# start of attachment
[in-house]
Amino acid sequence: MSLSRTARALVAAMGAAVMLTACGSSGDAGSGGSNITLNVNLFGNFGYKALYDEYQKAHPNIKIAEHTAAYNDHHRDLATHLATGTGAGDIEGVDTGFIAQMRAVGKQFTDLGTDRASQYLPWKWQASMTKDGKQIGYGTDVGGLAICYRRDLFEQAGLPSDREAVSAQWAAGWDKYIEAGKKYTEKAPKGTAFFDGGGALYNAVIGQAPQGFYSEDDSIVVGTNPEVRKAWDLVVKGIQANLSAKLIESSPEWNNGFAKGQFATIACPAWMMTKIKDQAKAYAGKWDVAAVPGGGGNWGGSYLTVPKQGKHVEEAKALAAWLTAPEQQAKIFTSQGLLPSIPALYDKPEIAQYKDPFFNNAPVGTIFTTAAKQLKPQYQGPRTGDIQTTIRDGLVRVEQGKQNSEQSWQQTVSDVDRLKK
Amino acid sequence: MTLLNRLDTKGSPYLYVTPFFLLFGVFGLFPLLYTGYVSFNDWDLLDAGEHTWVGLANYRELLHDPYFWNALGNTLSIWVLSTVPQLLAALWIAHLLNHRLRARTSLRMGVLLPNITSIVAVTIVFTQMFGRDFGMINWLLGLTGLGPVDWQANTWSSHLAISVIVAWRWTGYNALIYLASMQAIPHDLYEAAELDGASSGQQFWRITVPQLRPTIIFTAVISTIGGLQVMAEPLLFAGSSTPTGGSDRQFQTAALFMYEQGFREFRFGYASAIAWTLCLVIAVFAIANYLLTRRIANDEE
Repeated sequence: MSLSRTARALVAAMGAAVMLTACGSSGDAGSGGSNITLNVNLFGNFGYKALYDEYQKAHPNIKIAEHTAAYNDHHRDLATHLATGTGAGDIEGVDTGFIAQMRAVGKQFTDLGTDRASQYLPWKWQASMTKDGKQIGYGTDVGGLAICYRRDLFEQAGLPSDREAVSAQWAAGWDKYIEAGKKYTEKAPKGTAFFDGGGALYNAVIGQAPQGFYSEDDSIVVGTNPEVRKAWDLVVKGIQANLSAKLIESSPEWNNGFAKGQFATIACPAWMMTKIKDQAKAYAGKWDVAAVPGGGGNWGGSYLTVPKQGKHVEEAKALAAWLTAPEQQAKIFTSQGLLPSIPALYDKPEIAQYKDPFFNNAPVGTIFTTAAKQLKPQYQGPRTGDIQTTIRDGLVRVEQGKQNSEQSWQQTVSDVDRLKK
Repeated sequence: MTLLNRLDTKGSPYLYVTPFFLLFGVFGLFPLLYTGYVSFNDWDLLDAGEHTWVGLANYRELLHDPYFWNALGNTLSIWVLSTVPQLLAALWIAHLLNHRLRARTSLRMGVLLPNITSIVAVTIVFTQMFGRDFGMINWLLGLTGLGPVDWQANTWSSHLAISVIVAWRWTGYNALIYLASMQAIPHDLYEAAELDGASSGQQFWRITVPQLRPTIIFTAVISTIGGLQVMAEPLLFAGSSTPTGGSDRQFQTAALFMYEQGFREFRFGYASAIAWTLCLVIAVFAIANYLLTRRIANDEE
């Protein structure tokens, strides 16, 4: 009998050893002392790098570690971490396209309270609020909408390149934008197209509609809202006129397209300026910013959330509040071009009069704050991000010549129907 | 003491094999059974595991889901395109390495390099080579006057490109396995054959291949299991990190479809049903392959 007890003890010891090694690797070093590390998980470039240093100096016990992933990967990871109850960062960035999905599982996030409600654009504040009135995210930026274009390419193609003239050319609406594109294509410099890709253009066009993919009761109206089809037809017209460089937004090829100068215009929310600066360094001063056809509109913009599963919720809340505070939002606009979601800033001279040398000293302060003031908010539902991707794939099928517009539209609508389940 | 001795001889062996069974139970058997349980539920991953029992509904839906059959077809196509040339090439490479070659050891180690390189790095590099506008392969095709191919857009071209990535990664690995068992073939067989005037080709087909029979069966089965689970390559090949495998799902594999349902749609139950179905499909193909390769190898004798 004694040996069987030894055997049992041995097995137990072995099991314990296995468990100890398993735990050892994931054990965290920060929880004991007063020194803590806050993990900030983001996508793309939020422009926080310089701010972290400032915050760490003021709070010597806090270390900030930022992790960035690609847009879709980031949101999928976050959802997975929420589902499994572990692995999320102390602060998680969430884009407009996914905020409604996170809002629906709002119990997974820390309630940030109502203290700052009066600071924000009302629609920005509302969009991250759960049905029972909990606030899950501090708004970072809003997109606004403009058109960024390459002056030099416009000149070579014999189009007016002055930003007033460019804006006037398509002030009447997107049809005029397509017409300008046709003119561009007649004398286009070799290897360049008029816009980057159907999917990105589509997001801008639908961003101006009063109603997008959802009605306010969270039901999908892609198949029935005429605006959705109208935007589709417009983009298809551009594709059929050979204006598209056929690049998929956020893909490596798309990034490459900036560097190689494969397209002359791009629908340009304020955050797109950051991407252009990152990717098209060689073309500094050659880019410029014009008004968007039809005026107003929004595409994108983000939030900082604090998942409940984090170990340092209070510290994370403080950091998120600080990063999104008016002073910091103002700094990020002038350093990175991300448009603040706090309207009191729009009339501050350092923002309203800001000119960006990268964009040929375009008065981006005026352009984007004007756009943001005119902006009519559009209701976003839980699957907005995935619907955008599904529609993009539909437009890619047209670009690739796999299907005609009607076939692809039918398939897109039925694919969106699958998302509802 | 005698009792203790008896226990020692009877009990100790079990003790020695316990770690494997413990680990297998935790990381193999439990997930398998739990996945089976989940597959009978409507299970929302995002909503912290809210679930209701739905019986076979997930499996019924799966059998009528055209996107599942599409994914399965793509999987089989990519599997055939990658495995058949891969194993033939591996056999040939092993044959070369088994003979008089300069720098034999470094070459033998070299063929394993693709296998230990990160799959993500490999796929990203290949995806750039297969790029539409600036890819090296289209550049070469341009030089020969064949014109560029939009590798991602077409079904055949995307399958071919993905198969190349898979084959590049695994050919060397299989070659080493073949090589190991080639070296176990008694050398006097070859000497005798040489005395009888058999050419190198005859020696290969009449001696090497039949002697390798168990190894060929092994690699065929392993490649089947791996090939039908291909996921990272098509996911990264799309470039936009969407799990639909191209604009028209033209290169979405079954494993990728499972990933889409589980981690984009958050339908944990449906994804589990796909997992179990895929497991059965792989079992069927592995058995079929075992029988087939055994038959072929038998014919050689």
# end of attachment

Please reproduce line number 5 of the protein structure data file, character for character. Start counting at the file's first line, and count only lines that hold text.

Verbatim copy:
Repeated sequence: MTLLNRLDTKGSPYLYVTPFFLLFGVFGLFPLLYTGYVSFNDWDLLDAGEHTWVGLANYRELLHDPYFWNALGNTLSIWVLSTVPQLLAALWIAHLLNHRLRARTSLRMGVLLPNITSIVAVTIVFTQMFGRDFGMINWLLGLTGLGPVDWQANTWSSHLAISVIVAWRWTGYNALIYLASMQAIPHDLYEAAELDGASSGQQFWRITVPQLRPTIIFTAVISTIGGLQVMAEPLLFAGSSTPTGGSDRQFQTAALFMYEQGFREFRFGYASAIAWTLCLVIAVFAIANYLLTRRIANDEE